Rumors about McCarrick’s penchant for sex with young seminarians spanned three papacies, starting under John Paul II, now a saint despite what is clearly complicity in the clerical sexual-abuse coverup. McCarrick brought millions of dollars in donations into the church coffers—money that was used to feed the poor and play politics on a global scale. “He got to do anything he wanted to do and what he wanted to do was prey on young people,” says Grein. “And he could have his own little world where he was the king and that he could prey on anyone he wanted to. And all because he was bringing so much money into the church.”

John Paul II tapped him as a cardinal in 2000, despite what were already credible allegations of sexual harassment of seminarians outlined in the Jesuit magazine America. “John Paul II needed money,” Grein says. “The only way he was going to get any kind of money donated was through McCarrick… John Paul II did not want to turn off that faucet, because he needed that money to make his legacy stronger.”

All the while he was abusing Grein and others, McCarrick continued to climb the Catholic hierarchy, speaking out against clerical sex abuse while he inflicted it. He spoke five languages and his personal lawyer worked for the U.S. Justice Department under the Clinton and Obama administrations. He could easily get diplomatic passports and visas to fly anywhere in the world to negotiate for the Holy See, which he did in China, laying the groundwork for the deal Francis forged to recognize China’s official communist Catholic church late last year at the expense of its underground church.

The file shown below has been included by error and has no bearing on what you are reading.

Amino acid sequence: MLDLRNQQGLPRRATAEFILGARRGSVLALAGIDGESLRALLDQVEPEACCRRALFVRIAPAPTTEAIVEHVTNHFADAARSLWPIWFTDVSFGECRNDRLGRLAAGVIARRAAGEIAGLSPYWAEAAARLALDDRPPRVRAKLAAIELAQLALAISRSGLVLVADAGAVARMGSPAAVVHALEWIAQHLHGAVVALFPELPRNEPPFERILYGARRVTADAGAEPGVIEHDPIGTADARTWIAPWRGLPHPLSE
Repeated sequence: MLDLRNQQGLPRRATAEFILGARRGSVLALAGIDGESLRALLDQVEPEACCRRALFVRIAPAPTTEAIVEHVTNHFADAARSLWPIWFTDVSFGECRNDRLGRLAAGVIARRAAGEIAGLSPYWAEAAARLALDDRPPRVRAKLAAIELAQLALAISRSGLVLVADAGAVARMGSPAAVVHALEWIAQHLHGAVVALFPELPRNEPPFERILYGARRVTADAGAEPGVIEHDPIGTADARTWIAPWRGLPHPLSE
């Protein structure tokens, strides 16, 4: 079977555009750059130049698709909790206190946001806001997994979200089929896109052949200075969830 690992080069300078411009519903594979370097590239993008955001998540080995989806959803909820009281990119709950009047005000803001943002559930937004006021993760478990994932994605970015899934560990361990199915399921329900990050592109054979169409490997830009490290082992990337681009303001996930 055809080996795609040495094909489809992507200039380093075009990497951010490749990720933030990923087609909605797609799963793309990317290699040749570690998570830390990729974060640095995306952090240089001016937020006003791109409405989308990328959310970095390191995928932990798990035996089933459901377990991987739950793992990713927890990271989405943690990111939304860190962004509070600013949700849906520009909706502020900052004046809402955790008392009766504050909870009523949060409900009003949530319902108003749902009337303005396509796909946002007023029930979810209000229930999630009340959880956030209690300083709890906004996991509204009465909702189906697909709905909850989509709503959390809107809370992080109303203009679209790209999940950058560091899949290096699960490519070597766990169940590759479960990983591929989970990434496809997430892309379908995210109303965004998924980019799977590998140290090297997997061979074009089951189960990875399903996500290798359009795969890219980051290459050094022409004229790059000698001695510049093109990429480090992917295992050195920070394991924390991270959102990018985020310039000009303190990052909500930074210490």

He was indispensable to Rome, which Grein, who often traveled with him, says led to its blind eye. When he traveled, McCarrick would carry white envelopes with cash to pay off priests, bishops, and secretaries. “He would tell me it was full of holy cards to thank them for their service,” Grein said. “The service was basically to hide what we were doing. It was hush money.”

McCarrick was the godfather of a group of liberal reformist Catholic prelates known as the St. Gallen mafia, self-named for the Swiss retreat where they met regularly from 1995 through 2006. They lobbied against the election of Joseph Ratzinger as Pope Benedict XVI in 2005 and are often blamed for his resignation, and they were staunchly behind the election of Jorge Bergoglio as Pope Francis in 2013.

Grein says that McCarrick’s involvement in the Swiss group gave him a sense of untouchable power. Grein says he often told him that if he accused him of abuse, no one would believe him. “He said that if I told, he was going to ruin me completely,” Grein says. “He said, ‘I'm the best thing you ever had.’ He was very, very powerful.”

Like many victims of clerical sex abuse, Grein’s life has been troubled. He has battled substance abuse and is no longer married. The last time he saw McCarrick was in 2012, when the then cardinal officiated at Grein’s mother’s funeral. When the allegations started to surface last summer, Grein started talking, too. First, to a lawyer, then to Vatican investigators and Manhattan Assistant District Attorney Sara Sullivan, who is conducting an investigation in New York on its diocese record on abuse. “I am finally going to be free,” he said. “It is my turn now.”

McCarrick will never face criminal court for his crimes because of statute of limitations. He is currently living out his years in prayers and penance at a friary in Kansas.